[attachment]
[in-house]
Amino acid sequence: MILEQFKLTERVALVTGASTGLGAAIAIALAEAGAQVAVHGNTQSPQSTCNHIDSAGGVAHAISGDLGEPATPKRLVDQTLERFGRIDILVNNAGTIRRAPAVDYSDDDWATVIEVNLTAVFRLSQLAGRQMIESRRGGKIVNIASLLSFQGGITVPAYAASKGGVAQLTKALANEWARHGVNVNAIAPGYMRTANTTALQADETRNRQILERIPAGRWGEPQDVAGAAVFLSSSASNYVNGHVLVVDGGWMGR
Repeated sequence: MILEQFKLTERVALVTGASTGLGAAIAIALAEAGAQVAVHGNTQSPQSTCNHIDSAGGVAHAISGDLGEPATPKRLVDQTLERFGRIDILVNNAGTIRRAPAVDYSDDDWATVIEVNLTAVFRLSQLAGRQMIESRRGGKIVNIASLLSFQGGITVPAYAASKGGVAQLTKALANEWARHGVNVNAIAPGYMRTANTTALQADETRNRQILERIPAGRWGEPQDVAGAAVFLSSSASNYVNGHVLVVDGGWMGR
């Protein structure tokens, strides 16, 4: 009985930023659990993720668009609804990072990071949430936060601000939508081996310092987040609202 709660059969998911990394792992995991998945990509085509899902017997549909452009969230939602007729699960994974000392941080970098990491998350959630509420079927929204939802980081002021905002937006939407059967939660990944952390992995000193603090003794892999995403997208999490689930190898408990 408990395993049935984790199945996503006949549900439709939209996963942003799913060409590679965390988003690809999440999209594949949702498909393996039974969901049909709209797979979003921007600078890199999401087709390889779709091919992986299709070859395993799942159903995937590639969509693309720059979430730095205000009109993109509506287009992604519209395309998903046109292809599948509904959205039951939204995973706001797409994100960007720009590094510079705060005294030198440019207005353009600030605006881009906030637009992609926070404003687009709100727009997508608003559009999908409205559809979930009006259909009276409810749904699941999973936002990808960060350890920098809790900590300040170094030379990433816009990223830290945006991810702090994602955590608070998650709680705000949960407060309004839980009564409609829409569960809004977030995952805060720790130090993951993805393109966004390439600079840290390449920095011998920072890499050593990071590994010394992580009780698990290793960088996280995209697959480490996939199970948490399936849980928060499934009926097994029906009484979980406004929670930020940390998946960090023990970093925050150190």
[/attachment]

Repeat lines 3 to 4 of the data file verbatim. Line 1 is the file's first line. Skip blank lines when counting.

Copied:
Repeated sequence: MILEQFKLTERVALVTGASTGLGAAIAIALAEAGAQVAVHGNTQSPQSTCNHIDSAGGVAHAISGDLGEPATPKRLVDQTLERFGRIDILVNNAGTIRRAPAVDYSDDDWATVIEVNLTAVFRLSQLAGRQMIESRRGGKIVNIASLLSFQGGITVPAYAASKGGVAQLTKALANEWARHGVNVNAIAPGYMRTANTTALQADETRNRQILERIPAGRWGEPQDVAGAAVFLSSSASNYVNGHVLVVDGGWMGR
């Protein structure tokens, strides 16, 4: 009985930023659990993720668009609804990072990071949430936060601000939508081996310092987040609202 709660059969998911990394792992995991998945990509085509899902017997549909452009969230939602007729699960994974000392941080970098990491998350959630509420079927929204939802980081002021905002937006939407059967939660990944952390992995000193603090003794892999995403997208999490689930190898408990 408990395993049935984790199945996503006949549900439709939209996963942003799913060409590679965390988003690809999440999209594949949702498909393996039974969901049909709209797979979003921007600078890199999401087709390889779709091919992986299709070859395993799942159903995937590639969509693309720059979430730095205000009109993109509506287009992604519209395309998903046109292809599948509904959205039951939204995973706001797409994100960007720009590094510079705060005294030198440019207005353009600030605006881009906030637009992609926070404003687009709100727009997508608003559009999908409205559809979930009006259909009276409810749904699941999973936002990808960060350890920098809790900590300040170094030379990433816009990223830290945006991810702090994602955590608070998650709680705000949960407060309004839980009564409609829409569960809004977030995952805060720790130090993951993805393109966004390439600079840290390449920095011998920072890499050593990071590994010394992580009780698990290793960088996280995209697959480490996939199970948490399936849980928060499934009926097994029906009484979980406004929670930020940390998946960090023990970093925050150190």